Mayo Clinic’s liver in a box involvement
Mayo Clinic participated in one of the two large U.S. trials that studied liver NMP. Observing trial results, Mayo Clinic began using the technology at its Arizona campus in January 2022.
Since Mayo Clinic started using liver NMP, Mayo Clinic in Arizona transplant surgeons have performed more than 40 transplants with it. Mayo Clinic in Florida also has this technology available and has done two transplants. Mayo Clinic in Minnesota is working through the process to use it as well.
Hospital staff reactions to use of liver NMP
Dr. Mathur indicates that staff members have reacted with energy and enthusiasm for the liver NMP system. Multiple Mayo Clinic in Arizona liver transplant surgeons have been trained in the technology, which allows it to be readily available for patients. He also indicates liver transplant anesthesia teams have been positive about the device’s role.
“It’s an incredible challenge in a liver transplant to maintain patient stability,” says Dr. Mathur. “Using the device, anesthetists have observed more physiological stability with fewer transfusions and vasoactive medications needed.”
He also mentions ICU colleagues’ satisfaction with the liver in a box because of patient stability during the perioperative period plus decreased ICU time and, potentially, overall length of stay.
“We are carefully monitoring our outcomes, quality and costs with this technology” he says. “I believe it will prove to be an intelligent investment.”
Though the liver in a box is commercially available, it’s not yet widely disseminated, says Dr. Mathur, indicating that an institution’s successful use of the device requires resources.
Encouragement for referring physicians
While the device can make a significant difference in some liver transplants, surgeons will not necessarily elect to use it in every case. Surgeons choose to use liver in a box versus using it at the request of a patient or referring physician. Dr. Mathur is glad to have the option to use this device when it serves a patient’s situation.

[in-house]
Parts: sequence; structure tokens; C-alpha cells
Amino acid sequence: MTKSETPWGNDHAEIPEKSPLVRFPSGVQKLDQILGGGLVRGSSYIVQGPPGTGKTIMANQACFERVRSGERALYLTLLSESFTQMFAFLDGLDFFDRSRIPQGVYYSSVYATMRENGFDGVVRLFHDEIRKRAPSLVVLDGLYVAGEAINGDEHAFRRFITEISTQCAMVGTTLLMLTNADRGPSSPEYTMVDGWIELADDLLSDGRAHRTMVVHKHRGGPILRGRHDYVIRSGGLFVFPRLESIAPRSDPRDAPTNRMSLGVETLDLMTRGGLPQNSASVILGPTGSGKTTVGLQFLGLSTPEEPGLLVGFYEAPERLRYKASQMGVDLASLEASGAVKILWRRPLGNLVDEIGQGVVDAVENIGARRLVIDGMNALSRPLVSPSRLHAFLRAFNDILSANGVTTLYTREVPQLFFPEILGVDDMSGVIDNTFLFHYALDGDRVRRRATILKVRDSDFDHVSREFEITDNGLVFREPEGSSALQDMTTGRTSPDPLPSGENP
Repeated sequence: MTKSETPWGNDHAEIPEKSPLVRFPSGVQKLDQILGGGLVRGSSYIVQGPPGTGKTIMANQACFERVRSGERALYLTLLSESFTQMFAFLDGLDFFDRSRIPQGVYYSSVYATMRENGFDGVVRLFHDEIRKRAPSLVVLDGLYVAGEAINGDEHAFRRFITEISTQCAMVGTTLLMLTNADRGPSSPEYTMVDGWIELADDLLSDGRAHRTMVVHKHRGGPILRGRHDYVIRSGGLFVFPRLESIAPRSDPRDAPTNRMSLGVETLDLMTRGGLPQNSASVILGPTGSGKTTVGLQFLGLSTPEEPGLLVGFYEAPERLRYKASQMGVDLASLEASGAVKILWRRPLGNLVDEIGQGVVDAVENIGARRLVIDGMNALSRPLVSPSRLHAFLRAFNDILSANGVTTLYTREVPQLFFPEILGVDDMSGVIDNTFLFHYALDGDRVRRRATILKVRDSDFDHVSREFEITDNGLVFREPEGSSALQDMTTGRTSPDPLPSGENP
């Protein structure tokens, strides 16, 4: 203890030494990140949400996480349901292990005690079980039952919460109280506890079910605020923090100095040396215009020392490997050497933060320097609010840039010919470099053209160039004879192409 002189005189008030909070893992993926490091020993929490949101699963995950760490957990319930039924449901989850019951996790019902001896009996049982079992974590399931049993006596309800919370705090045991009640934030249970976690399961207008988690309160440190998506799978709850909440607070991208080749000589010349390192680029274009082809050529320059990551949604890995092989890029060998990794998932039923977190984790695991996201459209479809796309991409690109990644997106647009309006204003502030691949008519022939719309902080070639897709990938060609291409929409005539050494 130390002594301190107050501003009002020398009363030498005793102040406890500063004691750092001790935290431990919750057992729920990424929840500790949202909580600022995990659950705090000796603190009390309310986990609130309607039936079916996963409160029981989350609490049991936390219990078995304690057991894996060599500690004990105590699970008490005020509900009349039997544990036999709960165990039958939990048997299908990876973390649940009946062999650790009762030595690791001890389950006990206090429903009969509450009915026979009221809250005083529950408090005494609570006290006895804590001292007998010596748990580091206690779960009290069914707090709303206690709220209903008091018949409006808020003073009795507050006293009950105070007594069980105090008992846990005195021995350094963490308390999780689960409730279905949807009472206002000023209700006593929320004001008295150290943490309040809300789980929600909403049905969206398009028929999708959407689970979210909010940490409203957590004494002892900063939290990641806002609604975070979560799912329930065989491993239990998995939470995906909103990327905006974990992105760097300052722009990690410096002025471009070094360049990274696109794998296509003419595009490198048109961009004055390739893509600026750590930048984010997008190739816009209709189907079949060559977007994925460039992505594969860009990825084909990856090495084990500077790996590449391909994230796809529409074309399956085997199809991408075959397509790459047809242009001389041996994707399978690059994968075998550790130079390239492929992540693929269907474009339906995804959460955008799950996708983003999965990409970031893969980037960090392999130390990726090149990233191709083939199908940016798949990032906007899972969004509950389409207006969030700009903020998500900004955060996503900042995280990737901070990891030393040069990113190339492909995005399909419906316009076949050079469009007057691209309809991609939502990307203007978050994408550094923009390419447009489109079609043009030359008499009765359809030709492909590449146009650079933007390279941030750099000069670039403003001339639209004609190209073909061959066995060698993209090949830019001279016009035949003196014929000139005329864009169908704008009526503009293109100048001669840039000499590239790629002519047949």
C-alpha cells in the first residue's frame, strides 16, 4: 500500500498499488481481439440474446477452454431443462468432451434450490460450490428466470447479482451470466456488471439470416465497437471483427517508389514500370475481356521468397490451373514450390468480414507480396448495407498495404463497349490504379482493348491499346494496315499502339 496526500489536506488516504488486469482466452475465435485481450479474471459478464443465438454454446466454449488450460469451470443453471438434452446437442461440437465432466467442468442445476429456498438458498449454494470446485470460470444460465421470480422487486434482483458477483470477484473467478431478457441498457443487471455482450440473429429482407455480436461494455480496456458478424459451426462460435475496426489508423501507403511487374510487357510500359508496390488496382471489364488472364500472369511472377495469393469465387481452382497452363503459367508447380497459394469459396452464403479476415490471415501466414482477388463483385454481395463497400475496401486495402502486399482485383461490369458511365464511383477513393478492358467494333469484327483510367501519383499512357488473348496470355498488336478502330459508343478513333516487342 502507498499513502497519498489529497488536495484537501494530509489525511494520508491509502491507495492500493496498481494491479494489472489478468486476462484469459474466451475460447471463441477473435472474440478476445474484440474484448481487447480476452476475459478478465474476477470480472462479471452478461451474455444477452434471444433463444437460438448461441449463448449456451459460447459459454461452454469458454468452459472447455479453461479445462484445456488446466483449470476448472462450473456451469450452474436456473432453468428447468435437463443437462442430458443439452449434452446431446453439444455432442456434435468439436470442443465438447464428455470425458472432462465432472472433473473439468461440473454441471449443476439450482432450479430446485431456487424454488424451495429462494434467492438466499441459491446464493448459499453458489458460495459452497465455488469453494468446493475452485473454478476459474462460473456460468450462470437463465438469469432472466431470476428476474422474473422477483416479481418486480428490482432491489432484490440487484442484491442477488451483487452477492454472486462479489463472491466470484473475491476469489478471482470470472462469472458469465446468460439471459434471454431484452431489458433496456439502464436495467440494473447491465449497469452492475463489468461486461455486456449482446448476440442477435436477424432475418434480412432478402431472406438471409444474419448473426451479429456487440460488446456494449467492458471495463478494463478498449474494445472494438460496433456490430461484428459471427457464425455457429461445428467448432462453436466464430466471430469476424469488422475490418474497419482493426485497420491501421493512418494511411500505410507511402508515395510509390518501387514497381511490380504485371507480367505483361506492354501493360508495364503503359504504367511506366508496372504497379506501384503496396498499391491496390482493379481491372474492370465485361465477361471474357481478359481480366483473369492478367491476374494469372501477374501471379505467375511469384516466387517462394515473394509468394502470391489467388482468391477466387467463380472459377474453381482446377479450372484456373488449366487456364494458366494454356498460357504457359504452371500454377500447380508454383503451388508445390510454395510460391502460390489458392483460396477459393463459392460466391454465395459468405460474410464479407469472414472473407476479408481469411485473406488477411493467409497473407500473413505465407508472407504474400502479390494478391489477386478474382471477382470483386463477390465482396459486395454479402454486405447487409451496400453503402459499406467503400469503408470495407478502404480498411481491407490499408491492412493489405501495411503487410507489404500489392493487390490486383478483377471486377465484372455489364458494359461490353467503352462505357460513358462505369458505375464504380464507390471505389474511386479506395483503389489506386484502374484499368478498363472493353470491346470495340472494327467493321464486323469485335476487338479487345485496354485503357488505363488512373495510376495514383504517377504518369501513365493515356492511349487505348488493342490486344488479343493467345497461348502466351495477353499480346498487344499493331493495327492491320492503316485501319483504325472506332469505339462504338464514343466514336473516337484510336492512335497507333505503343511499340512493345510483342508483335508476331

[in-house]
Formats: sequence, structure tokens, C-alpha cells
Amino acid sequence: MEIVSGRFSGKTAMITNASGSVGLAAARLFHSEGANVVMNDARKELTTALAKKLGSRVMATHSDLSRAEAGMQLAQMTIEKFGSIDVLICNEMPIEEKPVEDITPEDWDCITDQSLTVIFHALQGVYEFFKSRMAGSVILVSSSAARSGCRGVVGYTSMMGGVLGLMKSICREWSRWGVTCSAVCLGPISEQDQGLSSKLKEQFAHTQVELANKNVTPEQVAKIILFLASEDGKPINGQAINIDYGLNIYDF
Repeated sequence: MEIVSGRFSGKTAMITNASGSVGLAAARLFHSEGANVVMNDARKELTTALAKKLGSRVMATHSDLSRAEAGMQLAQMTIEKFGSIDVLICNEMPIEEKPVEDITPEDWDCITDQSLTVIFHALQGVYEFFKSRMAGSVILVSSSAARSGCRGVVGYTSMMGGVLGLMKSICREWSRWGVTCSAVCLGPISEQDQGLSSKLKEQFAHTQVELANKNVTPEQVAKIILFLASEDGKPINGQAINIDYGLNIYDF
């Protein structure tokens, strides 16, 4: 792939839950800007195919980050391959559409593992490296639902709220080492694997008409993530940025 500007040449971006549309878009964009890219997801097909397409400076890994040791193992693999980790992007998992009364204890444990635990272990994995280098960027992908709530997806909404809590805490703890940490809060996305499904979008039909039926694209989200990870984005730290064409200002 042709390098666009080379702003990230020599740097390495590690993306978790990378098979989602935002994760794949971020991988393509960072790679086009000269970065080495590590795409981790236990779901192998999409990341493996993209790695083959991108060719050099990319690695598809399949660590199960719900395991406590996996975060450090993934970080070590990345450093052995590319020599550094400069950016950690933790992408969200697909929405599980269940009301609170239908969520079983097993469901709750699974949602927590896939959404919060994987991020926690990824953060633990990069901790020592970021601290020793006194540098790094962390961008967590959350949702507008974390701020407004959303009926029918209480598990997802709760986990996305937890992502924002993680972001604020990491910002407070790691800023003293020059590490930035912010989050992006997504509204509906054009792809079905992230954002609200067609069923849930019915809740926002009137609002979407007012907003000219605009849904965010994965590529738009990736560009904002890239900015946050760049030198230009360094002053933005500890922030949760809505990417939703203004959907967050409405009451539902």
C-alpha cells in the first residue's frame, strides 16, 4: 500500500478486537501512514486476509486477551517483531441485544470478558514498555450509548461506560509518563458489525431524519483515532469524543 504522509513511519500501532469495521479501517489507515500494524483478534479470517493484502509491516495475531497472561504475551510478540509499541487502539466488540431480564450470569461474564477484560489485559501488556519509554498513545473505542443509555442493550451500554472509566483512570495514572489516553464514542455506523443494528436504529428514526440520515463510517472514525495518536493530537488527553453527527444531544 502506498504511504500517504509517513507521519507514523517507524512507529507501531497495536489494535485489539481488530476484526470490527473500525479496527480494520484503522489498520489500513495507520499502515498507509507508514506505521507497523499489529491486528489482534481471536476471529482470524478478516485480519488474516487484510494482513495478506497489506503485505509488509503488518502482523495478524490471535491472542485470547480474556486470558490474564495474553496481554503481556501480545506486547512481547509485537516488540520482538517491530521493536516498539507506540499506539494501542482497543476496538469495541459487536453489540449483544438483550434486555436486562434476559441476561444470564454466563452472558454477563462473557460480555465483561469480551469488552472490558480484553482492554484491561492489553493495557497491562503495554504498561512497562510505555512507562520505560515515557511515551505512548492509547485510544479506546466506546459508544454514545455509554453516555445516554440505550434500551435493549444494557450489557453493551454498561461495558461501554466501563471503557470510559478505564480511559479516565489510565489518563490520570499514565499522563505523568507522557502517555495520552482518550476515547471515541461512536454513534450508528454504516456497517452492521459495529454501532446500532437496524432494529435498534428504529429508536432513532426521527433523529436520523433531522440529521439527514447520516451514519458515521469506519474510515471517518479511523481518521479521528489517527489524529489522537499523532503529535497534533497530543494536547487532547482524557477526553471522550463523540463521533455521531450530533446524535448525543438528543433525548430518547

Rather than focus on transplant centers offering liver NMP, physicians considering patient referral should consider other details, suggests Dr. Mathur.
“If you’re looking for a potential liver transplant for a patient, you should look for a place performing transplants at a very high rate and with broad organ acceptance patterns,” he says, indicating that Mayo Clinic fits this profile. These data are publicly available.
For physicians considering Mayo Clinic referral for a liver transplant opinion, he states that they can make referrals feeling comfortable that their patient will receive a timely and safe transplant. Despite high liver transplant waitlist mortality nationwide, Dr. Mathur indicates that Mayo Clinic’s liver transplant waitlist mortality is fairly low.
Dr. Mathur also notes that at Mayo Clinic Transplant Center, use of advanced technologies such as liver NMP is commonplace overall. He indicates that there is potential to increase the center’s transplant rates. The liver perfusion device in particular will help Mayo Clinic Transplant Center achieve its goals and optimize results, he says. Since Mayo Clinic is considered a leader in extended-criteria organ use with suboptimal donor characteristics, this pursuit strongly motivates Mayo Clinic transplant surgeons to continue work with liver NMP